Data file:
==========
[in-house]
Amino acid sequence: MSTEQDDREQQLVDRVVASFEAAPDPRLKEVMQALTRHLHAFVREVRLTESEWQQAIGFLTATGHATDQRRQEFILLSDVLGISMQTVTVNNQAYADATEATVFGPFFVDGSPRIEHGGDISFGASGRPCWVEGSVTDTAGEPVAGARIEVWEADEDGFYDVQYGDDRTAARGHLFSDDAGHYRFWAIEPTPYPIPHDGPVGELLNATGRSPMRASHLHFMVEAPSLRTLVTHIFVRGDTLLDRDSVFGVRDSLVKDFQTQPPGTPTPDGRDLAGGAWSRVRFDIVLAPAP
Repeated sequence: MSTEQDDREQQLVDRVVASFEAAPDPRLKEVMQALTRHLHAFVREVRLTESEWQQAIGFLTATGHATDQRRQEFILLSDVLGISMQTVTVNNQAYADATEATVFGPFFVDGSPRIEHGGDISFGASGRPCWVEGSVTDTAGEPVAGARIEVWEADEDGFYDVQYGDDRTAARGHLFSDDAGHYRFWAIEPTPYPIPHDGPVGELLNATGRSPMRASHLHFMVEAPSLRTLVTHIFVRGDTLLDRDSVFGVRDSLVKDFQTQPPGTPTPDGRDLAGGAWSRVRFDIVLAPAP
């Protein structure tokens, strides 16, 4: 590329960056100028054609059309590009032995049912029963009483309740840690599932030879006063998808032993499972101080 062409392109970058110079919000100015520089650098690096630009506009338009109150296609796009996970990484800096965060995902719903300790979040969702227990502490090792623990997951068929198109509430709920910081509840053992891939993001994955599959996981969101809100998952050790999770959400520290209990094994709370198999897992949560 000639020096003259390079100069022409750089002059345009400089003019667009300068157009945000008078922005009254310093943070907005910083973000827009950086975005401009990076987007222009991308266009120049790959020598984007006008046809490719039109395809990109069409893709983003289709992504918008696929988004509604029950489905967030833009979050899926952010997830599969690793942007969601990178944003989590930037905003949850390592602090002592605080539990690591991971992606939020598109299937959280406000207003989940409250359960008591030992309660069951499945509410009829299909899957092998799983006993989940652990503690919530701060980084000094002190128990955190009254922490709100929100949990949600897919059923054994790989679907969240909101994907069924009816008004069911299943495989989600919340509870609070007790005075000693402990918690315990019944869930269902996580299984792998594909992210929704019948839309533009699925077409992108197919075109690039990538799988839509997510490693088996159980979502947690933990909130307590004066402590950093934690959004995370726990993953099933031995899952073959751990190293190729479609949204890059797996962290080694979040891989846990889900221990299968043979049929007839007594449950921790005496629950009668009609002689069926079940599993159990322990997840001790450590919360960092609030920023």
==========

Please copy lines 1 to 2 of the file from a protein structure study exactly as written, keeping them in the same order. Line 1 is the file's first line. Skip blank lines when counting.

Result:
[in-house]
Amino acid sequence: MSTEQDDREQQLVDRVVASFEAAPDPRLKEVMQALTRHLHAFVREVRLTESEWQQAIGFLTATGHATDQRRQEFILLSDVLGISMQTVTVNNQAYADATEATVFGPFFVDGSPRIEHGGDISFGASGRPCWVEGSVTDTAGEPVAGARIEVWEADEDGFYDVQYGDDRTAARGHLFSDDAGHYRFWAIEPTPYPIPHDGPVGELLNATGRSPMRASHLHFMVEAPSLRTLVTHIFVRGDTLLDRDSVFGVRDSLVKDFQTQPPGTPTPDGRDLAGGAWSRVRFDIVLAPAP